Services and Daemons
indexterm:[services configuration] Maintaining security on your system is extremely important, and one approach for this task is to manage access to system services carefully. Your system may need to provide open access to particular services (for example, `httpd` if you are running a web server). However, if you do not need to provide a service, you should turn it off to minimize your exposure to possible bug exploits.
This chapter covers the configuration of the services to be run when a system is started, and provides information on how to start, stop, and restart the services on the command line using the [application]*systemctl* utility.
Keep the system secure
When you allow access for new services, always remember that both the firewall and [application]*SELinux* need to be configured as well. One of the most common mistakes committed when configuring a new service is neglecting to implement the necessary firewall configuration and SELinux policies to allow access for it.
Configuring Services
indexterm:[systemctl,services configuration]indexterm:[services configuration,systemctl] To allow you to configure which services are started at boot time, {MAJOROS} is shipped with the [application]*systemctl* command line tool.
Do not use the ntsysv and chkconfig utilities
Although it is still possible to use the [application]*ntsysv* and [application]*chkconfig* utilities to manage services that have init scripts installed in the `/etc/rc.d/init.d/` directory, it is advised that you use the [application]*systemctl* utility.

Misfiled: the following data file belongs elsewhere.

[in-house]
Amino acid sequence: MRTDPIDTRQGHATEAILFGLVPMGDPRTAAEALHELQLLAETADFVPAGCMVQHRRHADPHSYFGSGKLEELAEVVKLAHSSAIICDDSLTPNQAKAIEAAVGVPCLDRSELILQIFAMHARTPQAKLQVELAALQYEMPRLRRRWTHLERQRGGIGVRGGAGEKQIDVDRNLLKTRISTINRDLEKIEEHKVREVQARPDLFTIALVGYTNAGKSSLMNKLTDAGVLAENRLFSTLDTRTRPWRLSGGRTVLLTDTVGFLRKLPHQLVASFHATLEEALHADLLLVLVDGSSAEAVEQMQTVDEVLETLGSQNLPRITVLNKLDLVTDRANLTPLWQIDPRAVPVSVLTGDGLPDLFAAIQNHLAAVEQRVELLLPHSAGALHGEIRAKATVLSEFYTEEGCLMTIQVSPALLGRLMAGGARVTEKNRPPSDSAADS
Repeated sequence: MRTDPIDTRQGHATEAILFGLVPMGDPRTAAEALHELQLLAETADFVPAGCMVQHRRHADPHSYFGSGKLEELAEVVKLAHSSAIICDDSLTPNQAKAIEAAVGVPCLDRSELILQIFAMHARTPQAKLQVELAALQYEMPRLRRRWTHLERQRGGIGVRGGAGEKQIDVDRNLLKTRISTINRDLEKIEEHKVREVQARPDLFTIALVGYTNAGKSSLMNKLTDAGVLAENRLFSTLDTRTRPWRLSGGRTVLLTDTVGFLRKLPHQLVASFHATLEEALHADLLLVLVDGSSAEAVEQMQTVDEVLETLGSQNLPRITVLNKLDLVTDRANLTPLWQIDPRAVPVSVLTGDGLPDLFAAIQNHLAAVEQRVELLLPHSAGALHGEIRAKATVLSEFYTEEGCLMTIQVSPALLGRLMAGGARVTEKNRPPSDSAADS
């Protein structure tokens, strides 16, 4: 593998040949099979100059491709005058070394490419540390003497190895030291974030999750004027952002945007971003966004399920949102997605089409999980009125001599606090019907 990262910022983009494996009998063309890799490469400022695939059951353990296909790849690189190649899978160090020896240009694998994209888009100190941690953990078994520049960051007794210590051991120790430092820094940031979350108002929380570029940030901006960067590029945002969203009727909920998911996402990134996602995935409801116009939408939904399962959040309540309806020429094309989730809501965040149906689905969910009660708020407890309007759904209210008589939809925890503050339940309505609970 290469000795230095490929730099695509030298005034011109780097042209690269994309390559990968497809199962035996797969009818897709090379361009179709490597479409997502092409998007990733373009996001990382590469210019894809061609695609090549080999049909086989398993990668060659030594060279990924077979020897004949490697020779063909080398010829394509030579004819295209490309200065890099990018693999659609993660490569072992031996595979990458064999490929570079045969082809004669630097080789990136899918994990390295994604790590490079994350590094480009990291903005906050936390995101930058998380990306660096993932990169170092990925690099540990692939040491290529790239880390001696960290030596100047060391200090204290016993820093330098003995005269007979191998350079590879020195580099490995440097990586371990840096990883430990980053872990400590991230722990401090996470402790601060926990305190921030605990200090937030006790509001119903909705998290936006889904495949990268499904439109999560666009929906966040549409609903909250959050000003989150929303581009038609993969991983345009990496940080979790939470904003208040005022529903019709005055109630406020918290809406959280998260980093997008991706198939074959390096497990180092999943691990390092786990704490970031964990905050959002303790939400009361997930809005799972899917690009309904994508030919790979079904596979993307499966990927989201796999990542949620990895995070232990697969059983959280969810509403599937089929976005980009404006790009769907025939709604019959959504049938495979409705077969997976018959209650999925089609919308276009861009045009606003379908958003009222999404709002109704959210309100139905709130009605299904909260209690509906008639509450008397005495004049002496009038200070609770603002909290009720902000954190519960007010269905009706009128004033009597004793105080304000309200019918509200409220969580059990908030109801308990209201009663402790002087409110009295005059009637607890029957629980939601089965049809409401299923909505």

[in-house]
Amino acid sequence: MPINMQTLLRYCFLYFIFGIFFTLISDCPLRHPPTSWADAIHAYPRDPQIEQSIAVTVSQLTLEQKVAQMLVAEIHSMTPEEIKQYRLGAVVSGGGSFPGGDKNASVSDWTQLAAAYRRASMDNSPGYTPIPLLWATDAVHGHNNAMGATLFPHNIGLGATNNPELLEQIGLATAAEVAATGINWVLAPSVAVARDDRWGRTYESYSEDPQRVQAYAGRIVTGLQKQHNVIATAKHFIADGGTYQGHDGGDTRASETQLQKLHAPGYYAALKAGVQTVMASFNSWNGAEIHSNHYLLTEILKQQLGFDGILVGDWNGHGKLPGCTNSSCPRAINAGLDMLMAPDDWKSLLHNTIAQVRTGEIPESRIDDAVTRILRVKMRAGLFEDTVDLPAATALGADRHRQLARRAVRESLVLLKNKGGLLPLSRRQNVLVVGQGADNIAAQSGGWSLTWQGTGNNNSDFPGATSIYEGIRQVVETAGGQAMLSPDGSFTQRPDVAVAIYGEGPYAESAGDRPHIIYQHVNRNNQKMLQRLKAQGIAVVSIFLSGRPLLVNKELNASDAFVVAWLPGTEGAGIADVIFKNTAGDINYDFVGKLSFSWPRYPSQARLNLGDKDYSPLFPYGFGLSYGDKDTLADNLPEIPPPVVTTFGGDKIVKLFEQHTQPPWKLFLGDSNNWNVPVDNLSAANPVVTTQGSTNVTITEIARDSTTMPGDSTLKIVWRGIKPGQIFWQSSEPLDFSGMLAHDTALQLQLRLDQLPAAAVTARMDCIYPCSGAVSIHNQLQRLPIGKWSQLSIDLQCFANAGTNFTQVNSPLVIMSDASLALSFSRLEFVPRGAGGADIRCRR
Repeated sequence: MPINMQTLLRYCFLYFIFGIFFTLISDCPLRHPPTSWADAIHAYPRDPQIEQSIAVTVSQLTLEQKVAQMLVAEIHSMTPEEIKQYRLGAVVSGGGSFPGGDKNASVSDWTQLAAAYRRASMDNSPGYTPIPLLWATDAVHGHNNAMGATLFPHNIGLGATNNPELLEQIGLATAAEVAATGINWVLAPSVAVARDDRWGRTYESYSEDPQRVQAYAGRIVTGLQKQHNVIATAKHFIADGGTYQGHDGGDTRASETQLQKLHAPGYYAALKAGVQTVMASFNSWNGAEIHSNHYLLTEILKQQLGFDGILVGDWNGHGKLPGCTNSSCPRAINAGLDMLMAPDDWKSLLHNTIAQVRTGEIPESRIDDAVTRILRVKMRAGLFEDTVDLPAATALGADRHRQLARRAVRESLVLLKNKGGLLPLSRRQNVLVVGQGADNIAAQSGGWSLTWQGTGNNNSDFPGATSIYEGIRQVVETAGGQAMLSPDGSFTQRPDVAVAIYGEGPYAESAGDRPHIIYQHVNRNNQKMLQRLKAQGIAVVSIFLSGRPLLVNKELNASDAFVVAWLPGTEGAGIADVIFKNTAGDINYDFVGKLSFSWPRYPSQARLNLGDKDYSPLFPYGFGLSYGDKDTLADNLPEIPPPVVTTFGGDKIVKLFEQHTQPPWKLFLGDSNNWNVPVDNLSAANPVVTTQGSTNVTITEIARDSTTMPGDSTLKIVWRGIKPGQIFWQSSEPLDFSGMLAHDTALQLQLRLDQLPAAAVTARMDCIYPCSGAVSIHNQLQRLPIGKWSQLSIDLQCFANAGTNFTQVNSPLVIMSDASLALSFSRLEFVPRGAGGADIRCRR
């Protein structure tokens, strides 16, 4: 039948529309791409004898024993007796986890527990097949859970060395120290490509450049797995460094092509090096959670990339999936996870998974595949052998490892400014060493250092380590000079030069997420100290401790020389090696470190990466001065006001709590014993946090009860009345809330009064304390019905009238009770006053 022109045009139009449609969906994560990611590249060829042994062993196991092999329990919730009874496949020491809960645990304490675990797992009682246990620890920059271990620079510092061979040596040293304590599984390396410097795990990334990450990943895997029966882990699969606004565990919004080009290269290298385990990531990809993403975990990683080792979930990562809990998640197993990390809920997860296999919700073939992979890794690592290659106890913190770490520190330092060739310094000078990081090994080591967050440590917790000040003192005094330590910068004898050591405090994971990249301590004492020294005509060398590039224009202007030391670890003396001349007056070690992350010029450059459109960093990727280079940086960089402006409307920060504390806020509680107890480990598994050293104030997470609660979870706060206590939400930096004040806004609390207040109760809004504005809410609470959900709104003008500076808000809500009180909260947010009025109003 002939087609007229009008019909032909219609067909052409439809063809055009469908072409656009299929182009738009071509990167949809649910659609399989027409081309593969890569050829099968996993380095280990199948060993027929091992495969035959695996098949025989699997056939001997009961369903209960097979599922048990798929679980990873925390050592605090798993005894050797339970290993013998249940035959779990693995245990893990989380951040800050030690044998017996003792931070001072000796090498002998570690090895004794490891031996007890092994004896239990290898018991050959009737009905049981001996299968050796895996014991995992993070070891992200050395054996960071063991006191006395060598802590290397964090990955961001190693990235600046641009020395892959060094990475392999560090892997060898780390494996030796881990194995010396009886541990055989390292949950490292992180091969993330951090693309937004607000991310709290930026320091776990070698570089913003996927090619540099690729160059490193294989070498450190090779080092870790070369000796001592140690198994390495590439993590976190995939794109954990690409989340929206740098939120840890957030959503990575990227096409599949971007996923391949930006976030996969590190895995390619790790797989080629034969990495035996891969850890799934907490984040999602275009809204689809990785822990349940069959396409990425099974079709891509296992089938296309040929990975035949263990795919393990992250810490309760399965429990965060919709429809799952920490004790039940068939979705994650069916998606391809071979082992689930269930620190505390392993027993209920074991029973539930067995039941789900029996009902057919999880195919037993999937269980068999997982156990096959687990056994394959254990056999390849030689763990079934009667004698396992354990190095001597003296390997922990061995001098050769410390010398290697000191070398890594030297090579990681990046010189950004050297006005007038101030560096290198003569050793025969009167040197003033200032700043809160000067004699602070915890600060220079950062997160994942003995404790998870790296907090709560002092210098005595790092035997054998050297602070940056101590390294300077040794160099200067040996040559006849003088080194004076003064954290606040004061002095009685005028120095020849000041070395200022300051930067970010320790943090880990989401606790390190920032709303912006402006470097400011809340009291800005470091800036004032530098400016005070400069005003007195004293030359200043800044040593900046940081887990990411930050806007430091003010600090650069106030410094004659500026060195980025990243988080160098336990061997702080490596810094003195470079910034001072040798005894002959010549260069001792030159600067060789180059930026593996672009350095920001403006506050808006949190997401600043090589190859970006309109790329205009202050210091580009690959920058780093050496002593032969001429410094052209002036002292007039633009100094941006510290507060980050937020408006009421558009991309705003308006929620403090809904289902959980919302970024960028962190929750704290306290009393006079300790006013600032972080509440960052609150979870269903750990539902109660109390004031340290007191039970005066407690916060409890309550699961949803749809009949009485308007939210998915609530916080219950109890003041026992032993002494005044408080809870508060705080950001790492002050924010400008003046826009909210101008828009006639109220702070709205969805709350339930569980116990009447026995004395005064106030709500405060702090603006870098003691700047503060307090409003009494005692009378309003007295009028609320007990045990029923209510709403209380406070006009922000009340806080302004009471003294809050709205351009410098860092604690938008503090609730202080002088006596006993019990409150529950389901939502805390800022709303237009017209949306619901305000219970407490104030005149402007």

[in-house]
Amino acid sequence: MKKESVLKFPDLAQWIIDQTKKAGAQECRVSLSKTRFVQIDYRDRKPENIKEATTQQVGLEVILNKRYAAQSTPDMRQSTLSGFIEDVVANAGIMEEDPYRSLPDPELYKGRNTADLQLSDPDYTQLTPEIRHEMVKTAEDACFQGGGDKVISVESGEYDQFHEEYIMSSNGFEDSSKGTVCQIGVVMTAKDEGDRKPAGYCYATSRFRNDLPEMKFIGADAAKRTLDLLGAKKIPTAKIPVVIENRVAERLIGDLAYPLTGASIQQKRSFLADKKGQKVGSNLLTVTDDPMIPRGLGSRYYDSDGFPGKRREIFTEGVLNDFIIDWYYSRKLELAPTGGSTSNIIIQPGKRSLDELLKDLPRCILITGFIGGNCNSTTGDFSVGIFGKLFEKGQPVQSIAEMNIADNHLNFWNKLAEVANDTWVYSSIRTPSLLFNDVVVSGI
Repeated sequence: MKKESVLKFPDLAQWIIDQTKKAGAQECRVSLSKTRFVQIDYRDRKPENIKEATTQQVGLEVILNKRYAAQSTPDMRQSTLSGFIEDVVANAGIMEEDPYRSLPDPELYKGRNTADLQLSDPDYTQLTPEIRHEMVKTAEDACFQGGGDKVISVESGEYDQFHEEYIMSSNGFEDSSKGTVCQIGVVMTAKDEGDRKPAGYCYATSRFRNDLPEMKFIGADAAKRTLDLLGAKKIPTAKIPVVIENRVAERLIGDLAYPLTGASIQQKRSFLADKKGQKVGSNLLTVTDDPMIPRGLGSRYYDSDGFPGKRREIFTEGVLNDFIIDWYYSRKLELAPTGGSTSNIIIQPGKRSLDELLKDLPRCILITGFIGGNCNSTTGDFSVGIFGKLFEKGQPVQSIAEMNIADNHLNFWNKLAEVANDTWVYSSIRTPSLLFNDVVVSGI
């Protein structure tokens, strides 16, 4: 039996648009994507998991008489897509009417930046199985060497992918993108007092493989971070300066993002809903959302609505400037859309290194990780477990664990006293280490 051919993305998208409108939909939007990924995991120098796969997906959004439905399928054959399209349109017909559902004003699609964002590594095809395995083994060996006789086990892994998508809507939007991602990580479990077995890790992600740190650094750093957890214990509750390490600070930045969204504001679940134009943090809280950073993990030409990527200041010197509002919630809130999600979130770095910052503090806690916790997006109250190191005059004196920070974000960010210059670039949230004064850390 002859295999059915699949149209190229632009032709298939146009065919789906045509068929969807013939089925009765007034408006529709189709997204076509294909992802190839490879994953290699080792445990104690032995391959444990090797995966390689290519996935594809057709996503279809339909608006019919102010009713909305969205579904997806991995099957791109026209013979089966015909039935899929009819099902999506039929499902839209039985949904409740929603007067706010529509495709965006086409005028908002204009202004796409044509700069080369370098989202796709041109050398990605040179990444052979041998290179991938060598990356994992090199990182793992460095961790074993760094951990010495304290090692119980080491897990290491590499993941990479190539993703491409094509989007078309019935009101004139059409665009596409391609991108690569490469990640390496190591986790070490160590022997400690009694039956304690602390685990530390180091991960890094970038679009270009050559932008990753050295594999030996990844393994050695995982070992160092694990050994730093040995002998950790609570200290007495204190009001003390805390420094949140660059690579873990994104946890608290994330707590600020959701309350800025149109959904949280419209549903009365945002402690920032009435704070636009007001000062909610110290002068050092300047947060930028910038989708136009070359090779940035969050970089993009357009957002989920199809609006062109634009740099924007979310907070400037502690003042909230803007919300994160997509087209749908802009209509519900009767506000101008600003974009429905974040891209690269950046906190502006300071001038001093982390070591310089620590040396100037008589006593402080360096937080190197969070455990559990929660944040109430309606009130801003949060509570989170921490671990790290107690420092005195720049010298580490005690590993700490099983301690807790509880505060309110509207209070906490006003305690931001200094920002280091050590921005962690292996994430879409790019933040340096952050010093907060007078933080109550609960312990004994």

Enabling the irqbalance service
To ensure optimal performance on POWER architecture, it is recommended that the `irqbalance` service is enabled. In most cases, this service is installed and configured to run during the {MAJOROSVER} installation. To verify that `irqbalance` is running, type the following at a shell prompt:
[command]#systemctl status irqbalance.service#
Enabling the Service
To configure a service to be automatically started at boot time, use the [command]#systemctl# command in the following form:
systemctl enable service_name.service
The service will be started the next time you boot the system. For information on how to start the service immediately, refer to xref:Services_and_Daemons.adoc#s3-services-running-running[Running the Service].
Enabling the httpd service
Imagine you want to run the Apache HTTP Server on your system. Provided that you have the [package]*httpd* package installed, you can enable the `httpd` service by typing the following at a shell prompt as `root`:
~]# systemctl enable httpd.service
Disabling the Service